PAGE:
• Pennsylvania 2 Years, 42 P.S. § 5524
  • Rhode Island 3 Years, R.I.G.L. § 9-1-14(b)
  • South Carolina 3 Years, S.C. Code Ann. §§ 15-3-530, 5-3-535
  • South Dakota 3 Years, S.D.C.L. § 15-2-12.2
  • Tennessee 1 Year, T.C.A. § 28-3-104
  • Texas 2 Years, Tex. Civ. Prac. & Rem. Code Ann. § 16.003
  • Utah 2 Years, U.C.A. § 78B-6-706
  • Vermont 3 Years, Vt. Stat. Ann. Tit. 12, § 512(4),(5)
  • Virginia 2 Years, Va. St. § 8.01-243(A)
  • Washington 3 Years, R.C.W.A. § 7.72.060(3)
  • West Virginia 2 Years, W. Va. Code § 5 5-2-12
  • Wisconsin 3 Years, Wis. Stat. § 893.54
  • Wyoming 4 Years, Wyo. Stat. § 1-3-105(a)(iv)(C)

What is a Statute of Limitations?

A statute of limitations is a law that sets the maximum amount of time that parties involved in a dispute have to initiate legal proceedings from the date of an alleged offense. However, the length of time the SOL allows for a victim to bring a claim against the defendant varies between jurisdictions and with the nature of the offense.

What are the Exceptions to a Statute of Limitations?

The principal exception to the statute of limitations is the discovery rule. Under this exception, the SOL may be suspended for the period during which an injured person cannot reasonably be expected to discover the injury upon which a defective drug claim is based.

What is the Zantac Multidistrict Litigation (MDL)?

If the statute of limitations for a lawsuit has expired, it may still be possible to participate in the multi-district Litigation (MDL). An MDL is a legal process that speeds up the litigation for victims filing similar claims. The MDL lawsuit is filed against the manufacturers of the brand name Zantac. However, in an MDL, each case remains separate and will have separate potential outcomes.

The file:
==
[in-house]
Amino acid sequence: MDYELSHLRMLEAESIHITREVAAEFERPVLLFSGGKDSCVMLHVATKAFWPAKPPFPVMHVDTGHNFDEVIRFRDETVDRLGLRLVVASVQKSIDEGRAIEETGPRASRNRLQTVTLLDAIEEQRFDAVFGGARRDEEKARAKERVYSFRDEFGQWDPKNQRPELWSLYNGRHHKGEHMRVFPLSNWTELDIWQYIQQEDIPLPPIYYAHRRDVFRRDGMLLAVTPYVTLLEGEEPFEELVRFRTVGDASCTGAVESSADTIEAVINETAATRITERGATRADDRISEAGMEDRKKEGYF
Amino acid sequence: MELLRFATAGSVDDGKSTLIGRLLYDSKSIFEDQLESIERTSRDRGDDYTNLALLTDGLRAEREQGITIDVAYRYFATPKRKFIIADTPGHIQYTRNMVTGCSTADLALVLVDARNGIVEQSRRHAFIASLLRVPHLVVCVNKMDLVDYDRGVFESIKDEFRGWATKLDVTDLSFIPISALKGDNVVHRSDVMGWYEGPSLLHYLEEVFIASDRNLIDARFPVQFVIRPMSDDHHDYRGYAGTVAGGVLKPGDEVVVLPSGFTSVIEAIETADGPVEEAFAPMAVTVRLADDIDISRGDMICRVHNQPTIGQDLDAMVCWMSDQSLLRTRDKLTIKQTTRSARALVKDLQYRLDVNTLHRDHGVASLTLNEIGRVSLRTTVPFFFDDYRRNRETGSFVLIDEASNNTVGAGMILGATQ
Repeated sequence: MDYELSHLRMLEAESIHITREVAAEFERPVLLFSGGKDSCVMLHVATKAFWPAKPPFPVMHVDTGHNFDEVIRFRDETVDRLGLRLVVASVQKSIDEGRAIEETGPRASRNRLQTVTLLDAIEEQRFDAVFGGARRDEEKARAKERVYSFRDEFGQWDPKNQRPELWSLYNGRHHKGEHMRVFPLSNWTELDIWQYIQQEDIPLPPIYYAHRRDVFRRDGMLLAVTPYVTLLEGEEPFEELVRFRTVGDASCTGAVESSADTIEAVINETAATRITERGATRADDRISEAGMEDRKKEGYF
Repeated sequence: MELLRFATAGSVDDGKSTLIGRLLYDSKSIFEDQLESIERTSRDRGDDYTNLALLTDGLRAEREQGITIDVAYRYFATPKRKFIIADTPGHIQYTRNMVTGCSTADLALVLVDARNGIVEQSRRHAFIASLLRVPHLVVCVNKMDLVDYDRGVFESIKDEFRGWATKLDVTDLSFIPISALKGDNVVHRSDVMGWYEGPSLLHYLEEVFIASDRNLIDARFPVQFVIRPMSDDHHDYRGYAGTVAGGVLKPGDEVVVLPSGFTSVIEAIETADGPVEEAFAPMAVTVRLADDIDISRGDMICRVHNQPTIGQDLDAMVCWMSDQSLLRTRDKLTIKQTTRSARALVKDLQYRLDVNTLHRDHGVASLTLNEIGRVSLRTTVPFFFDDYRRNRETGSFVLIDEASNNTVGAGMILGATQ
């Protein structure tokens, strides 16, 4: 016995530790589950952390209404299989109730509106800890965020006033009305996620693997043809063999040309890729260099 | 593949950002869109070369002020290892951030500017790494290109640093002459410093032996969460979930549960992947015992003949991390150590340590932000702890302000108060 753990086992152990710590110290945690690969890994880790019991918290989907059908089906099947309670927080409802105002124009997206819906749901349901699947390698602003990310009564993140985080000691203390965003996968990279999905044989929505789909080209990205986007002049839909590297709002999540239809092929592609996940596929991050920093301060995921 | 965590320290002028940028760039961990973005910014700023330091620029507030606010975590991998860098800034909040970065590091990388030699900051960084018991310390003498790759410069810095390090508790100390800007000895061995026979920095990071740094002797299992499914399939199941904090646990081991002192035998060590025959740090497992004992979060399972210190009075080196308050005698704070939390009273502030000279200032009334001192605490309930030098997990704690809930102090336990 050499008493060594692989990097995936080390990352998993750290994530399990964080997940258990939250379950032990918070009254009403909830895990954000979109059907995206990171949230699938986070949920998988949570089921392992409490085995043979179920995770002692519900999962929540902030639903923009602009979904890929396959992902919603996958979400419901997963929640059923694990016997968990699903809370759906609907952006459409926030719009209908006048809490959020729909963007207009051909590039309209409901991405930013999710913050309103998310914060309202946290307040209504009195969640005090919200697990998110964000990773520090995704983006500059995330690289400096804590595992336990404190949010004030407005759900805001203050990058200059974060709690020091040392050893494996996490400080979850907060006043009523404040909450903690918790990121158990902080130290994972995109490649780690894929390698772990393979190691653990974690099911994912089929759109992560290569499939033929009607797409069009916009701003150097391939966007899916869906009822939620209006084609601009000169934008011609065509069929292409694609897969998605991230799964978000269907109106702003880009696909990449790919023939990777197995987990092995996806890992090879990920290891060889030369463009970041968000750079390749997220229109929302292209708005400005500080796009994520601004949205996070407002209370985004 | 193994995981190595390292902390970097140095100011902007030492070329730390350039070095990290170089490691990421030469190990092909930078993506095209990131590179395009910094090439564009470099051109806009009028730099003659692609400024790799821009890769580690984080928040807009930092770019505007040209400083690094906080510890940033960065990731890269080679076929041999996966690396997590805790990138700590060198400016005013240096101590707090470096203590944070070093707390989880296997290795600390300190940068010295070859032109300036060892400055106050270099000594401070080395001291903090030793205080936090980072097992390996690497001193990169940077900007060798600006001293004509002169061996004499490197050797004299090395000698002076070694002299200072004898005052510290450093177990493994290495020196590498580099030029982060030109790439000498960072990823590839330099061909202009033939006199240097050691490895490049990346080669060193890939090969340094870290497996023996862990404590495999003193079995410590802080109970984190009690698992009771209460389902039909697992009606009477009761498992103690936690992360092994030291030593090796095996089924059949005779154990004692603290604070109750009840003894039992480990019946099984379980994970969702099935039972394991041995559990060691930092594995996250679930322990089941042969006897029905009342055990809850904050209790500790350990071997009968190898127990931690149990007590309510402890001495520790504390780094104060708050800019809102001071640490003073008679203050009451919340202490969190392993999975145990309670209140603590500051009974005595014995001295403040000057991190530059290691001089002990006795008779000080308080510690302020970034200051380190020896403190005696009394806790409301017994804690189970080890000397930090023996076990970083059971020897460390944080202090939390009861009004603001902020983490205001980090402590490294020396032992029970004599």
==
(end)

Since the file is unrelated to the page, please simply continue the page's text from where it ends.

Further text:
The litigation is: 20-MD-2924-Rosenberg - In Re: Zantac (Ranitidine) Products Liability Litigation, Southern District of Florida (West Palm Beach).

Who are the Defendants?

Manufacturers named in the cancer lawsuits include:

  • Sanofi-Aventis US
  • GlaxoSmithKline
  • Boehringer Ingelheim Pharmaceuticals Inc.
  • Pfizer

Related Article: Who Made Zantac?

Does Generic Zantac Qualify for a Lawsuit?

Judge Robin L. Rosenberg, who is overseeing the Zantac multidistrict litigation (MDL) in the U.S. District Court Southern District of Florida, recently ruled against lawsuits concerning generic Zantac. At this point, our lawyers are only accepting potential cases involving use of brand-name Zantac OR “mixed” use of brand-name Zantac and generic ranitidine equivalents.

Get a Free Lawsuit Evaluation With Our Lawyers

The Pharmaceutical Litigation Group at our law firm is an experienced team of trial lawyers that focus on the representation of plaintiffs in lawsuits. We are handling individual litigation nationwide and currently accepting new cases in all 50 states.

Again, If you or a loved one was diagnosed with cancer after taking Zantac, you should contact our law firm immediately. You may be entitled to a settlement by filing a suit and we can help.